Past performance does not predict future returns
A debt security issued by a company or a government, used as a way of raising money. The investor buying the bond is effectively lending money to the issuer of the bond. Bonds offer a return to investors in the form of fixed periodic payments (a ‘coupon’), and the eventual return at maturity of the original amount invested – the par value. Because of their fixed periodic interest payments, they are also often called fixed income instruments.
The level of income on a security expressed as a percentage rate. For a bond, this is calculated as the coupon payment divided by the current bond price. There is an inverse relationship between bond yields and bond prices. Lower bond yields mean higher bond prices, and vice versa.
Consumer price index (CPI)
A measure that examines the price change of a basket of consumer goods and services over time. It is used to estimate inflation. ‘Headline’ CPI inflation is a calculation of total inflation in an economy, and includes items such as food and energy, where prices tend to be more volatile. ‘Core’ CPI inflation is a measure of inflation that excludes transitory/volatile items such as food and energy.
A variable discretionary payment made by a company to its shareholders.
An estimation of how much a security or portfolio may lose if the market moves against it.
The fluctuation of the economy between expansion (growth) and contraction (recession), commonly measured in terms of gross domestic product (GDP). It is influenced by many factors, including household, government and business spending, trade, technology and central bank policy. The economic cycle consists of four recognised stages. ‘Early cycle’ is when the economy transitions from recession to recovery; ‘mid-cycle’ is the subsequent period of positive (but more moderate) growth. In the ‘late cycle’, growth slows as the economy reaches its full potential, wages start to rise and inflation begins to pick up, leading to lower demand, falling corporate earnings and eventually the fourth stage – recession.
A security representing ownership, typically listed on a stock exchange. ‘Equities’ as an asset class means investments in shares, as opposed to, for instance, bonds. To have ‘equity’ in a company means to hold shares in that company and therefore have part ownership.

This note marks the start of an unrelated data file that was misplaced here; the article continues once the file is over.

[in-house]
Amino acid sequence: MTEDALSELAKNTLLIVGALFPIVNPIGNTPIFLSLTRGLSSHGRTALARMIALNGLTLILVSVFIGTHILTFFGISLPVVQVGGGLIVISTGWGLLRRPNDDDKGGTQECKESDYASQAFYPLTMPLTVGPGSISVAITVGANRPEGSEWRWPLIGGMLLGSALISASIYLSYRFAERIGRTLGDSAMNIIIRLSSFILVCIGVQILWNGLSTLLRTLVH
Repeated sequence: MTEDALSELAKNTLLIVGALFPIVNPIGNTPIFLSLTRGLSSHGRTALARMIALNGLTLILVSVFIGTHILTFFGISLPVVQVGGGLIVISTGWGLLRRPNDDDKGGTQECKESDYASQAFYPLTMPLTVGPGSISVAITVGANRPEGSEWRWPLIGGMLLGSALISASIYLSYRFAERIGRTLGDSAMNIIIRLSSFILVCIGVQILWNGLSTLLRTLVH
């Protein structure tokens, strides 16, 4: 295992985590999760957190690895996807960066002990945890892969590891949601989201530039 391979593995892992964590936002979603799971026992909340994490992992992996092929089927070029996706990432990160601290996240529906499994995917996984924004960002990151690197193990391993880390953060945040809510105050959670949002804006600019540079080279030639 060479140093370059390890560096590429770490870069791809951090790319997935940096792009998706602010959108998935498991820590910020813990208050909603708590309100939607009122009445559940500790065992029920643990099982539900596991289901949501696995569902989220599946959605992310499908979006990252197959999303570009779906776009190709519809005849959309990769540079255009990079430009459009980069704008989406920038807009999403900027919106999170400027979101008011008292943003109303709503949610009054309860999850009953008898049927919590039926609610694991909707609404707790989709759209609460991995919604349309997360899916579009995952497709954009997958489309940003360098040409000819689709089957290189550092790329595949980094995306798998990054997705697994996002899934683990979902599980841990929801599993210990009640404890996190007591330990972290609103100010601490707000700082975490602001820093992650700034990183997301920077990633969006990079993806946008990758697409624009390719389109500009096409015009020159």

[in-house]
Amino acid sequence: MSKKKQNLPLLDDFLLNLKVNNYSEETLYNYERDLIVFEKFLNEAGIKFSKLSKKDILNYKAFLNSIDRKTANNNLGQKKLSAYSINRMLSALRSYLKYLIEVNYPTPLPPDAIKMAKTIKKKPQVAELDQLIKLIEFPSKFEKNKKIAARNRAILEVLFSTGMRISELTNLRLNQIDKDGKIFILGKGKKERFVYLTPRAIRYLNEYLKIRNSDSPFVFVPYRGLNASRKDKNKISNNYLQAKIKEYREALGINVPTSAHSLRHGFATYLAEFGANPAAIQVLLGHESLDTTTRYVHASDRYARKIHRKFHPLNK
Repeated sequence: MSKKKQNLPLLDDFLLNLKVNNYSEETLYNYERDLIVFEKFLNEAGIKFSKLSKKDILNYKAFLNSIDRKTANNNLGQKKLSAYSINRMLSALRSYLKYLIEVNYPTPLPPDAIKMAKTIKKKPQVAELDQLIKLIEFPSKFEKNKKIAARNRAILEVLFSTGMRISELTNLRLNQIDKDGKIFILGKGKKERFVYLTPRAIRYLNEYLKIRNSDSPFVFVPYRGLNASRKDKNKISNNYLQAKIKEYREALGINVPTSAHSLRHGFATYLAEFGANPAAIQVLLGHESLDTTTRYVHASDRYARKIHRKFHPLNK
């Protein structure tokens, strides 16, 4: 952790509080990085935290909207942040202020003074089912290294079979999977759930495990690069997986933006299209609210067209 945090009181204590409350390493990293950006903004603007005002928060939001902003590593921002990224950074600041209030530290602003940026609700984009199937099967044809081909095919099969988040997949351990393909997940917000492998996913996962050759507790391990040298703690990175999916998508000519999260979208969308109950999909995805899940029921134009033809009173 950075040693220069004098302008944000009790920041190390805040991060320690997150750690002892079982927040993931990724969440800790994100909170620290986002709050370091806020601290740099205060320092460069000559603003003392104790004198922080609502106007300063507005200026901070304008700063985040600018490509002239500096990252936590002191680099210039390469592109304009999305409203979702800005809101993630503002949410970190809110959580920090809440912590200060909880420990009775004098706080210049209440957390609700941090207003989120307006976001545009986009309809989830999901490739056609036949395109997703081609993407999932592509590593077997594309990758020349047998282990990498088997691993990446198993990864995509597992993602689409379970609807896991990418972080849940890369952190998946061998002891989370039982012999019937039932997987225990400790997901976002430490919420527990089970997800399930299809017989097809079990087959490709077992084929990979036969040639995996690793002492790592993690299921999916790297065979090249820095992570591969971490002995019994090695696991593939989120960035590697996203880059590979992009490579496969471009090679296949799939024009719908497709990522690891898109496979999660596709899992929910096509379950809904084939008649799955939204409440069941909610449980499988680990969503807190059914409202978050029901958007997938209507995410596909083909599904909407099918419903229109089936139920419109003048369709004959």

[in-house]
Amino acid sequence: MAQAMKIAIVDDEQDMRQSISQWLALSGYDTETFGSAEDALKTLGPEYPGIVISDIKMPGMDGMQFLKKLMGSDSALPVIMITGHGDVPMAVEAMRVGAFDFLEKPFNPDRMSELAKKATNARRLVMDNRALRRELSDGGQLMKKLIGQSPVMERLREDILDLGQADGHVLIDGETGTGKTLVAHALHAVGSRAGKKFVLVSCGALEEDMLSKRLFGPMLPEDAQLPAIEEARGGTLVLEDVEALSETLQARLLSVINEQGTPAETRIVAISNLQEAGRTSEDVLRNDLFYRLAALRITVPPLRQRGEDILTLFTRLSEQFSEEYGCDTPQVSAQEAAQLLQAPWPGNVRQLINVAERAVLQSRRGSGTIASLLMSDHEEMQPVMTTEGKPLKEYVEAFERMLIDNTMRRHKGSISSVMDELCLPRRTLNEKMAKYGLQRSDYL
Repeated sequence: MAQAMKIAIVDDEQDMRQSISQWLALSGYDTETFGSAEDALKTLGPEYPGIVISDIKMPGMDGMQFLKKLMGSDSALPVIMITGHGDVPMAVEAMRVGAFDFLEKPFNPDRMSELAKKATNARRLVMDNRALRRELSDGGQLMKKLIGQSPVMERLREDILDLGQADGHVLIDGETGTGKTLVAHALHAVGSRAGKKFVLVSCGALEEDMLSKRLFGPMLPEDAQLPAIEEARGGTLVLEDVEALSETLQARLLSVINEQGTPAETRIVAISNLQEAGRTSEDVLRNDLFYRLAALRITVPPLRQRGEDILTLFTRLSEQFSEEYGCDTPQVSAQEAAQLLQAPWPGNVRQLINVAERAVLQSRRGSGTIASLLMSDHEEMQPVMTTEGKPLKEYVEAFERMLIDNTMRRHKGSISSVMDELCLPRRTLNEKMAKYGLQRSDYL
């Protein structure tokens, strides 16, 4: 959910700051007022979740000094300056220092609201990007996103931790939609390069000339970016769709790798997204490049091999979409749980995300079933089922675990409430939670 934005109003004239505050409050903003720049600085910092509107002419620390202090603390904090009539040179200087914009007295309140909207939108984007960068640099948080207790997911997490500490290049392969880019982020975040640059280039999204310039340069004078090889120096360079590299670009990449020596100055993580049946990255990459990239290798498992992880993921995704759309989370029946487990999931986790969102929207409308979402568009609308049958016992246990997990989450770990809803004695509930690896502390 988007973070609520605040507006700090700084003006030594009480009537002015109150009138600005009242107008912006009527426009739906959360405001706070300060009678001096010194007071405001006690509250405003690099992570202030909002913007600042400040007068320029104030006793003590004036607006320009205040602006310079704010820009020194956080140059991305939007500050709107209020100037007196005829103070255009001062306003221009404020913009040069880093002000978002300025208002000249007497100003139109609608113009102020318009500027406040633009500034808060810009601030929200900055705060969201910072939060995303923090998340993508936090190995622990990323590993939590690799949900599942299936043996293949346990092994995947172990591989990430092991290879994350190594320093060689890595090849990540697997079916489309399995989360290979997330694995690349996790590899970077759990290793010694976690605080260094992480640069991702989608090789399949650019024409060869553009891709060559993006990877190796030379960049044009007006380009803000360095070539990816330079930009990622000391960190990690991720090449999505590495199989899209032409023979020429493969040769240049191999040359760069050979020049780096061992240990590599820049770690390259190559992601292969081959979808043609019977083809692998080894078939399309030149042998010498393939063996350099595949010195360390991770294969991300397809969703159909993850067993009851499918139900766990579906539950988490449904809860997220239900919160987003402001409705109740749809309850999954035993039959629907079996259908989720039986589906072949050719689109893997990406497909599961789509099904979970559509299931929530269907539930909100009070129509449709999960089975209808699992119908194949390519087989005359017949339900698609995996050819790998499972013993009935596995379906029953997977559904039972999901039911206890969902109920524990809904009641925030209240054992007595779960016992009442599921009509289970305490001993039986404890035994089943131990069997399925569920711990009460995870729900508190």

The rate at which the prices of goods and services are rising in an economy. The Consumer Price Index (CPI) and Retail Price Index (RPI) are two common measures. The opposite of deflation.
The nominal yield on a bond is the coupon, essentially the interest rate that the bond issuer promises to pay the holder. The real yield is the nominal yield minus the rate of inflation.
The acceptance of greater risk in exchange for potentially higher returns. This can apply to both individual investors and companies. An assessment of investors’ attitude to risk forms a fundamental part of identifying a suitable investment strategy for their objectives. For investment trusts: Risk taking is the key measure used to assess risk is volatility of returns, using historic net asset value (NAV) performance of the Company over 1 and 3 years. In this instance volatility measures how much a company’s NAV fluctuates over time in relation to the UK Equity market. The higher a volatility figure, the more the NAV has fluctuated (both up and down) over time. Please note that risk categorisations are indicative and based principally on historic data and should not be solely relied upon when making investment decisions.
The rate and extent at which the price of a portfolio, security or index, moves up and down. If the price swings up and down with large movements, it has high volatility. If the price moves more slowly and to a lesser extent, it has lower volatility. The higher the volatility the higher the risk of the investment.
The level of income on a security over a set period, typically expressed as a percentage rate. For equities, a common measure is the dividend yield, which divides recent dividend payments for each share by the share price. For a bond, this is calculated as the coupon payment divided by the current bond price. For investment trusts: Calculated by dividing the current financial year’s dividends per share (this will include prospective dividends) by the current price per share, then multiplying by 100 to arrive at a percentage figure.